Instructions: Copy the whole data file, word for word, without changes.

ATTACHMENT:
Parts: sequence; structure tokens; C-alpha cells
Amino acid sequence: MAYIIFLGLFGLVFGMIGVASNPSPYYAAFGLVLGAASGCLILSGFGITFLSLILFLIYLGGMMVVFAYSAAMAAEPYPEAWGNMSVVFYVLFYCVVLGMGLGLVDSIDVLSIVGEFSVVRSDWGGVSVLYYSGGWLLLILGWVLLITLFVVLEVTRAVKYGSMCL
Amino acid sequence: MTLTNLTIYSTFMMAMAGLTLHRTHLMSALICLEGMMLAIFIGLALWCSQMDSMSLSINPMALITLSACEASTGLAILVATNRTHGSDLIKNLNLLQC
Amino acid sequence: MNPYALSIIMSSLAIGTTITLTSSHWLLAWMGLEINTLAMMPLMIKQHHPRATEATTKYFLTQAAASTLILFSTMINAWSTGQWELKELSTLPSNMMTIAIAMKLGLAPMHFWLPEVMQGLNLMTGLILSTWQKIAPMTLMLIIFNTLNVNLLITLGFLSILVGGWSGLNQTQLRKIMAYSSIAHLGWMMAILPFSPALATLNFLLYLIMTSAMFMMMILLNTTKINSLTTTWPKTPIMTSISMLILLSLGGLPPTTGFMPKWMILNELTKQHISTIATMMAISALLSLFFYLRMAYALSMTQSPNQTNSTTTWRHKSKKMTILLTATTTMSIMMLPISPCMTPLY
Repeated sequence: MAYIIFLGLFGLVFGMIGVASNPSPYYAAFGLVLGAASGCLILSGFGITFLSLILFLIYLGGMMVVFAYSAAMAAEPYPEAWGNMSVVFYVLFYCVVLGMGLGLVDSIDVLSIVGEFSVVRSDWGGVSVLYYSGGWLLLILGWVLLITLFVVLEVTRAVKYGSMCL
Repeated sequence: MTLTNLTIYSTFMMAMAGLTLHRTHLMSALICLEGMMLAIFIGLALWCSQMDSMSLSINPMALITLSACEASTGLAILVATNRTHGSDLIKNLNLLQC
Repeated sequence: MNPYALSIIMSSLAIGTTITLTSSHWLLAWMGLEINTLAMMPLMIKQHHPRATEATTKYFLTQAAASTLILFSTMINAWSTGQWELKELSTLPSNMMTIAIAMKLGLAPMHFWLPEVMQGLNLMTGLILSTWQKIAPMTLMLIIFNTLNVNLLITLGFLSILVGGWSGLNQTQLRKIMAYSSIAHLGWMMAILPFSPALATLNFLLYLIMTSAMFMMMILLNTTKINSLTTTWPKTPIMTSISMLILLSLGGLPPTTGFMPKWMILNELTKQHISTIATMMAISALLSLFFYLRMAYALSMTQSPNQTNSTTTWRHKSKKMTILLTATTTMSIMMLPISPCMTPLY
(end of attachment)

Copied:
Parts: sequence; structure tokens; C-alpha cells
Amino acid sequence: MAYIIFLGLFGLVFGMIGVASNPSPYYAAFGLVLGAASGCLILSGFGITFLSLILFLIYLGGMMVVFAYSAAMAAEPYPEAWGNMSVVFYVLFYCVVLGMGLGLVDSIDVLSIVGEFSVVRSDWGGVSVLYYSGGWLLLILGWVLLITLFVVLEVTRAVKYGSMCL
Amino acid sequence: MTLTNLTIYSTFMMAMAGLTLHRTHLMSALICLEGMMLAIFIGLALWCSQMDSMSLSINPMALITLSACEASTGLAILVATNRTHGSDLIKNLNLLQC
Amino acid sequence: MNPYALSIIMSSLAIGTTITLTSSHWLLAWMGLEINTLAMMPLMIKQHHPRATEATTKYFLTQAAASTLILFSTMINAWSTGQWELKELSTLPSNMMTIAIAMKLGLAPMHFWLPEVMQGLNLMTGLILSTWQKIAPMTLMLIIFNTLNVNLLITLGFLSILVGGWSGLNQTQLRKIMAYSSIAHLGWMMAILPFSPALATLNFLLYLIMTSAMFMMMILLNTTKINSLTTTWPKTPIMTSISMLILLSLGGLPPTTGFMPKWMILNELTKQHISTIATMMAISALLSLFFYLRMAYALSMTQSPNQTNSTTTWRHKSKKMTILLTATTTMSIMMLPISPCMTPLY
Repeated sequence: MAYIIFLGLFGLVFGMIGVASNPSPYYAAFGLVLGAASGCLILSGFGITFLSLILFLIYLGGMMVVFAYSAAMAAEPYPEAWGNMSVVFYVLFYCVVLGMGLGLVDSIDVLSIVGEFSVVRSDWGGVSVLYYSGGWLLLILGWVLLITLFVVLEVTRAVKYGSMCL
Repeated sequence: MTLTNLTIYSTFMMAMAGLTLHRTHLMSALICLEGMMLAIFIGLALWCSQMDSMSLSINPMALITLSACEASTGLAILVATNRTHGSDLIKNLNLLQC
Repeated sequence: MNPYALSIIMSSLAIGTTITLTSSHWLLAWMGLEINTLAMMPLMIKQHHPRATEATTKYFLTQAAASTLILFSTMINAWSTGQWELKELSTLPSNMMTIAIAMKLGLAPMHFWLPEVMQGLNLMTGLILSTWQKIAPMTLMLIIFNTLNVNLLITLGFLSILVGGWSGLNQTQLRKIMAYSSIAHLGWMMAILPFSPALATLNFLLYLIMTSAMFMMMILLNTTKINSLTTTWPKTPIMTSISMLILLSLGGLPPTTGFMPKWMILNELTKQHISTIATMMAISALLSLFFYLRMAYALSMTQSPNQTNSTTTWRHKSKKMTILLTATTTMSIMMLPISPCMTPLY